Enforcement of Overseas Awards and the Risk of Conflicting Judgments

Hotel roomEnglish judges are often asked to enable enforcement of foreign arbitration awards against UK assets. However, as a big money case concerning an abortive hotel construction project in Nigeria showed, they are always alert to the risk of their rulings conflicting with the decisions of overseas courts.

A Nigerian construction company was granted a 50-year lease of land by a Nigerian airport authority with a view to developing the hotel and resort complex. After the project was commenced, however, the authority demanded that building works cease and they had never been restarted. Following a dispute resolution process in Nigeria, an arbitrator awarded the company over $48 million, plus interest at a rate of 18 per cent per annum until payment.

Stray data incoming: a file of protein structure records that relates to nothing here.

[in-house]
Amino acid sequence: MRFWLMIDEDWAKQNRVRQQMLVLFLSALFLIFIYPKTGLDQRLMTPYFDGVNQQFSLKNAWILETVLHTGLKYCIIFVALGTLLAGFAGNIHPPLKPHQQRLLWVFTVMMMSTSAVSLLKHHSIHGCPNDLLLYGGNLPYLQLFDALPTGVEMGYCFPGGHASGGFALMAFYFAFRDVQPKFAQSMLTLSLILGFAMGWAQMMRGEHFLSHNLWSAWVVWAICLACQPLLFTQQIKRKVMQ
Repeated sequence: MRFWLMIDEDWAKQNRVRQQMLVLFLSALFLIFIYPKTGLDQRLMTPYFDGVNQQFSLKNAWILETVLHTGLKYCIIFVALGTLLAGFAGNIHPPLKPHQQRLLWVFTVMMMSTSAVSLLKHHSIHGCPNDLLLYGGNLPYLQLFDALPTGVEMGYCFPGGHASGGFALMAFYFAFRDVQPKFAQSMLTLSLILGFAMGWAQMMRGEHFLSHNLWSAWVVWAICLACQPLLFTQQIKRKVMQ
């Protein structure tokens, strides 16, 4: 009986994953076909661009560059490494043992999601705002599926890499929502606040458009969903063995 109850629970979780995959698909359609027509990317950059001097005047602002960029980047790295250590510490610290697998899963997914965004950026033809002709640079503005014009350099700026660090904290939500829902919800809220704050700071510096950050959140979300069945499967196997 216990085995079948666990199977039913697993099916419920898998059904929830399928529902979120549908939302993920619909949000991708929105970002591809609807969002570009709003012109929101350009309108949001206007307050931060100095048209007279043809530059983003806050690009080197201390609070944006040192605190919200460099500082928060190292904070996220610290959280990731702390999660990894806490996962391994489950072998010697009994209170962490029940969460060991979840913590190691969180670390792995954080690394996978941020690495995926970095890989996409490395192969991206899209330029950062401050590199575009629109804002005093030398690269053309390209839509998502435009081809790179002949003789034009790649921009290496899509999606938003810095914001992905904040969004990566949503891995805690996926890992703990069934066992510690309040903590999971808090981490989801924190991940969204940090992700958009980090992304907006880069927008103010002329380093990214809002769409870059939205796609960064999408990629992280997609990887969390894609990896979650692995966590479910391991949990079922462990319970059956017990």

In adjourning enforcement proceedings brought by the company in London, the High Court noted that lengthy and convoluted proceedings, in which the authority was seeking to have the award set aside, were ongoing in Nigeria. Although the award was on the face of it manifestly valid, there was a real possibility of an English judgment conflicting with that of a Nigerian court.

The Court, however, noted that more than nine years had passed since the date of the award and that there was a prospect of further substantial delays in the Nigerian proceedings. The interest payable by the authority already far exceeded the amount of the award. Given the strength of the company’s case, the Court directed that the adjournment would only become effective on payment by the authority of half the award – over $24 million – into court as security.